Local News

Parents sue doctors for millions over daughter’s birth defect

A couple who say they would have aborted their daughter if they had known she had a severe brain defect are suing the medical professionals who allegedly failed to spot it.

A couple who say they would have aborted their daughter if they had known she had a severe brain defect are suing the medical professionals who allegedly failed to spot it.

In papers filed to the Brisbane Supreme Court, Regan Hooker and Wayne Ball, who are originally from New Zealand, but now live in the Gold Coast, say they would have terminated their pregnancy if they knew their child would have a severe brain defect and want $2.5 million in damages.

The couple’s daughter Aria, now two, was diagnosed with Aicardi Syndrome during an MRI in June 2014.

As both parents are New Zealand citizens they are not entitled to government support to pay for Aria’s medical treatment, and have also launched a fundraising campaign online to help pay for their daughter’s care.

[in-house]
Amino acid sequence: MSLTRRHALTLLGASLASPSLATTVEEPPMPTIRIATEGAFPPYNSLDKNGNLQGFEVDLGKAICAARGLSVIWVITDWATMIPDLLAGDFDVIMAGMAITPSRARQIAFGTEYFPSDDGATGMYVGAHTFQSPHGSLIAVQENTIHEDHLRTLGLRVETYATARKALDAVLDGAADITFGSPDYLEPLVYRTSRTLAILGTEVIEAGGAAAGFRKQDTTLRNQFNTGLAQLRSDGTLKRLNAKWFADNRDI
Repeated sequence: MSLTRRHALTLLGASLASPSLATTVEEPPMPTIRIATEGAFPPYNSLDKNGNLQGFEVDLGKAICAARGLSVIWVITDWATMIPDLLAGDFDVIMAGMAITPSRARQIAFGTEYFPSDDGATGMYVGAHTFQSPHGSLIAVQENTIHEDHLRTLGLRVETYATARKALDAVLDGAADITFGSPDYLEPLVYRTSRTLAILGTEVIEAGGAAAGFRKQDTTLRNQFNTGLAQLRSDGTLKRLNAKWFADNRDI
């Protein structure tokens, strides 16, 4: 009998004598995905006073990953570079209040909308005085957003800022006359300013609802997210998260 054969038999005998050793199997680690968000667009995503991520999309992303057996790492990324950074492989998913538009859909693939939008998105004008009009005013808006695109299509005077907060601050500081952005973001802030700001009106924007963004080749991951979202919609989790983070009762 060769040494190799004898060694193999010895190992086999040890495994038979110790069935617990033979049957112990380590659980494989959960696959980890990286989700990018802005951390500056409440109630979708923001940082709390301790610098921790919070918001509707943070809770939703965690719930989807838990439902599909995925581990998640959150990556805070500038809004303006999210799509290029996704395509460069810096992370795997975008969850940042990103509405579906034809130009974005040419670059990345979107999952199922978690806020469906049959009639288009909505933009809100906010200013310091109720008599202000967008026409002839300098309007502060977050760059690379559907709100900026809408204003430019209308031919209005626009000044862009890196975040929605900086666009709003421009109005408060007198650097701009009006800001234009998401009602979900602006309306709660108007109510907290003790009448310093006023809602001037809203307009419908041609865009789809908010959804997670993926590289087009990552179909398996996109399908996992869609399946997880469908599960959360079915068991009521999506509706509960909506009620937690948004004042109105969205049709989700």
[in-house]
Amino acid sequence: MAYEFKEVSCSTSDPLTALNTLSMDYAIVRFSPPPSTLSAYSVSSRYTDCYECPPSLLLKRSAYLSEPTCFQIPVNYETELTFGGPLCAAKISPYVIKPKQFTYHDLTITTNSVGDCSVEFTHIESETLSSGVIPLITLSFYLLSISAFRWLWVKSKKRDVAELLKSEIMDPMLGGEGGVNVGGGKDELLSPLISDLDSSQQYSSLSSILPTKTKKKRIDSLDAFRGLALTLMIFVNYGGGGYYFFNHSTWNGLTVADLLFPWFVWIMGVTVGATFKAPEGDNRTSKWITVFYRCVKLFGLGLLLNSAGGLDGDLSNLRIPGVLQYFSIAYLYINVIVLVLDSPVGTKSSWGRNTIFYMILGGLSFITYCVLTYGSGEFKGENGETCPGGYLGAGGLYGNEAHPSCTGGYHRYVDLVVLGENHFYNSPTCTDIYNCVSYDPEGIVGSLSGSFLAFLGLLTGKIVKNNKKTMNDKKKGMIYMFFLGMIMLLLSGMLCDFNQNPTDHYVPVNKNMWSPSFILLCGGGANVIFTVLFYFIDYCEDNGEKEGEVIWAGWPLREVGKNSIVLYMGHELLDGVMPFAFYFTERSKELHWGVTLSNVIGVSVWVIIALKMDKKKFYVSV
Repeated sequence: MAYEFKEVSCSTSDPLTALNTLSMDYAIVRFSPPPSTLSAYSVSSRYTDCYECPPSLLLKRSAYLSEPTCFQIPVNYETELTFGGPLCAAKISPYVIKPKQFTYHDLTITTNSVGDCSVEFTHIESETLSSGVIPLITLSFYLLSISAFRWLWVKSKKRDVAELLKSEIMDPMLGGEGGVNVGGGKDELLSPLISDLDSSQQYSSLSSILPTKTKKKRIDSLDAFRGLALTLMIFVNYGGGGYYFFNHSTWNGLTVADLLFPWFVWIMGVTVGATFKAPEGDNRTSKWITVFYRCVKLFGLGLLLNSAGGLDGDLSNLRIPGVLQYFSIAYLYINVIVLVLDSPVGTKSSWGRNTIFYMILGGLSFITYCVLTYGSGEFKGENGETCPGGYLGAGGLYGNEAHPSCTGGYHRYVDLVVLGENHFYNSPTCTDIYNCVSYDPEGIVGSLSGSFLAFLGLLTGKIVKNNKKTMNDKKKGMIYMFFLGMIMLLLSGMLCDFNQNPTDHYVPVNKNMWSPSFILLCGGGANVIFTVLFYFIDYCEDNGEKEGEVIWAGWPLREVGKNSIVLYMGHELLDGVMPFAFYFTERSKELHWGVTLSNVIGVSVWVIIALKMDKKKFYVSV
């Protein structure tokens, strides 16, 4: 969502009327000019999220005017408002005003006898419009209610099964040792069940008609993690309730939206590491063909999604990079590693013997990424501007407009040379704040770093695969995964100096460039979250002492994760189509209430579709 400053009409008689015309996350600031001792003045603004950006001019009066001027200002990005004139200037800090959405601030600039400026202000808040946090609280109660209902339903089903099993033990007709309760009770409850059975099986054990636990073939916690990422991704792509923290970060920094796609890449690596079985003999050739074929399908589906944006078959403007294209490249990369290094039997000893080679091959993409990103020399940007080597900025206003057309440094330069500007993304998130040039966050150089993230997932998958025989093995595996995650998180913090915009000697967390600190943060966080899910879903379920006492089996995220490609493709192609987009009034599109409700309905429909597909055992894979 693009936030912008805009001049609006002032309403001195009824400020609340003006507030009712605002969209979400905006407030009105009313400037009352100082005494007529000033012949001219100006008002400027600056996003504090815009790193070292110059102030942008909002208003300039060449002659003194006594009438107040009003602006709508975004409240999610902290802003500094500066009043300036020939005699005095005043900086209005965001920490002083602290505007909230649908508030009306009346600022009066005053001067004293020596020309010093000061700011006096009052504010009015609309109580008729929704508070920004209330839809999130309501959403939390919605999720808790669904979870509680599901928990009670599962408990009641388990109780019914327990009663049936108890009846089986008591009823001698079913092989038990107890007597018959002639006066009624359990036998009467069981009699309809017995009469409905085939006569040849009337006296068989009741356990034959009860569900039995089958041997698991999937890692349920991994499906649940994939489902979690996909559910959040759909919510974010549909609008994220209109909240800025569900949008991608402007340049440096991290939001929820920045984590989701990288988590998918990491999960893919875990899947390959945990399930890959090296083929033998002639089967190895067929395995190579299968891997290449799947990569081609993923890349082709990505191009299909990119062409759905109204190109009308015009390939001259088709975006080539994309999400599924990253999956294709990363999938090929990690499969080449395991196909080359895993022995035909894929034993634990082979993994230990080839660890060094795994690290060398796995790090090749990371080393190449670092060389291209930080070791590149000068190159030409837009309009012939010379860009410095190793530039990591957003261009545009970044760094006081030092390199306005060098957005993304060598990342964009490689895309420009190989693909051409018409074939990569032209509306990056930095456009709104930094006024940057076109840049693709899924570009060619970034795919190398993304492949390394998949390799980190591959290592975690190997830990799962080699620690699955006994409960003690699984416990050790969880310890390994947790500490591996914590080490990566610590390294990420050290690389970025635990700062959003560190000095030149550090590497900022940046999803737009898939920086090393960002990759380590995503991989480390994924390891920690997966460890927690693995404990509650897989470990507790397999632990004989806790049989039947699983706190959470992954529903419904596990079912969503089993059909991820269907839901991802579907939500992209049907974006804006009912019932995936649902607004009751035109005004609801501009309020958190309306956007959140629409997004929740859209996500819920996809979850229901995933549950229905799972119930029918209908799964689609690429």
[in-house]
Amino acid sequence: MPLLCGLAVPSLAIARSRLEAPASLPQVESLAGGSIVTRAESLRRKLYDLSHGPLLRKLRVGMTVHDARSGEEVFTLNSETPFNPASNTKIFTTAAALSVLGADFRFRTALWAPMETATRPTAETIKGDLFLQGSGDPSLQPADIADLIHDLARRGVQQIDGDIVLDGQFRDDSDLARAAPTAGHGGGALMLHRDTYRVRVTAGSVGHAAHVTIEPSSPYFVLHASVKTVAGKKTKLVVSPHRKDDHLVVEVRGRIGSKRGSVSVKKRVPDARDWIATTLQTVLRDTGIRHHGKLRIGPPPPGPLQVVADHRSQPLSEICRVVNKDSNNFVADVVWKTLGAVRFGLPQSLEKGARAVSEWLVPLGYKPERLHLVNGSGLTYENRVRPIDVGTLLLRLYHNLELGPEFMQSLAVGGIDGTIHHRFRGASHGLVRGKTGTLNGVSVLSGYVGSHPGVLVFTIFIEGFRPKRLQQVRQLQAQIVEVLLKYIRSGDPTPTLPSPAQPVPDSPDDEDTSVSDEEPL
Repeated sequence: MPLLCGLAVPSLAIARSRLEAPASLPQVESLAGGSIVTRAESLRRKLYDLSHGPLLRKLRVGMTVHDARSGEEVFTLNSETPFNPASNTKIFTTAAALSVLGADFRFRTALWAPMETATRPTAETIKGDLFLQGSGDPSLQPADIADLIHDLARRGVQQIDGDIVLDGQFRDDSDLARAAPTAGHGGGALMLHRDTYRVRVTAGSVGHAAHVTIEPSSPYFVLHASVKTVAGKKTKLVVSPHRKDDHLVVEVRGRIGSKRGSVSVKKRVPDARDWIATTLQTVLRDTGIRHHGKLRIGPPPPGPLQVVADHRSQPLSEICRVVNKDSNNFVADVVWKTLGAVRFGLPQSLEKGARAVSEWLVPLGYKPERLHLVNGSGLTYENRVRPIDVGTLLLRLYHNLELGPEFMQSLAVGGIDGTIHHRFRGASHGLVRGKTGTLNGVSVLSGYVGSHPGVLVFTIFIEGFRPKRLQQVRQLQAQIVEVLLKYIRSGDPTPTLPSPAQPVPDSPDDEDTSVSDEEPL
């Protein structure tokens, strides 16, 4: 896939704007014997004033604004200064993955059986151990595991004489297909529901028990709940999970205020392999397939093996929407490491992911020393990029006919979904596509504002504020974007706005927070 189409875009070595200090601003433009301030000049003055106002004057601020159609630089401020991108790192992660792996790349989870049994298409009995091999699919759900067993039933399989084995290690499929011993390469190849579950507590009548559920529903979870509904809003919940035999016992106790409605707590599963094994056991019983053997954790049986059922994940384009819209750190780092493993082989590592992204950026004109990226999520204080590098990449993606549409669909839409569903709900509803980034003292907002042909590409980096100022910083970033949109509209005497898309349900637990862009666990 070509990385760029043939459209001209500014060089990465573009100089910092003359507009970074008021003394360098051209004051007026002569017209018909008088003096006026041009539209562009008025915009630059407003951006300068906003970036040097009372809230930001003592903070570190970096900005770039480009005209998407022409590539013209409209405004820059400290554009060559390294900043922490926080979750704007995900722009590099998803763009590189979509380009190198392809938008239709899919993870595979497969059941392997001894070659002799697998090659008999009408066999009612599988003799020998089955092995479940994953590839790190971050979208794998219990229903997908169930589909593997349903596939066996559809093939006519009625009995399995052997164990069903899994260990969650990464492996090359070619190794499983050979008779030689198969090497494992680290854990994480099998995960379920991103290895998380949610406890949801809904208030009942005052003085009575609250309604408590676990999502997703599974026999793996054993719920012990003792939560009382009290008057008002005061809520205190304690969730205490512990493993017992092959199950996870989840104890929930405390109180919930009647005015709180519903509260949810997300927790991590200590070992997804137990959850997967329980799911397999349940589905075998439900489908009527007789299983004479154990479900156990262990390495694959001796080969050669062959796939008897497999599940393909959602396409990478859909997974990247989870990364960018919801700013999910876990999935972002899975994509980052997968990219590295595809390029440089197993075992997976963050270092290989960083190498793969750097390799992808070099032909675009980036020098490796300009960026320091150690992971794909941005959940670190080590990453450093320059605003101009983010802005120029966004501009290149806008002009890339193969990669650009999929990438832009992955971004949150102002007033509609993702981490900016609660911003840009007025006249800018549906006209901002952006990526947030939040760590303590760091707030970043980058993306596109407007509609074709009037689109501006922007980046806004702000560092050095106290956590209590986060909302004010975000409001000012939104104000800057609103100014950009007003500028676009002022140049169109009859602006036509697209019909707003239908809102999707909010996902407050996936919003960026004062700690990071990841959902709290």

Her mother Regan writes on her daughter’s GoFundMe page that her condition causes her impaired vision, hearing loss as well as “scoliosis of the spine and will be very soon put into a spinal cast.”

Regan Hooker and Aria. PHOTO: Facebook.

According to a report in the Courier Mail, the parents claim that Aria’s birth defect should have been picked up at the 19 week ultrasound in September 2013 but sonographer Kim Andrews and specialist radiologist Greg Duncombe of Queensland Maternal Fetal Medicine in Southport failed to find the problem.

The Courier Mail reports that the couple claims obstetrician Penelope Isherwood “did not warn them of the condition and that none of the medical professionals involved suggested a repeat ultrasound at 22 weeks gestation or a foetal MRI at 26 weeks”.

The medical staff accused in the case are yet to file responses to Aria’s parent’s claims.

Related stories


Get your favourite magazines home delivered!  

Subscribe and save up to 38% on a magazine subscription.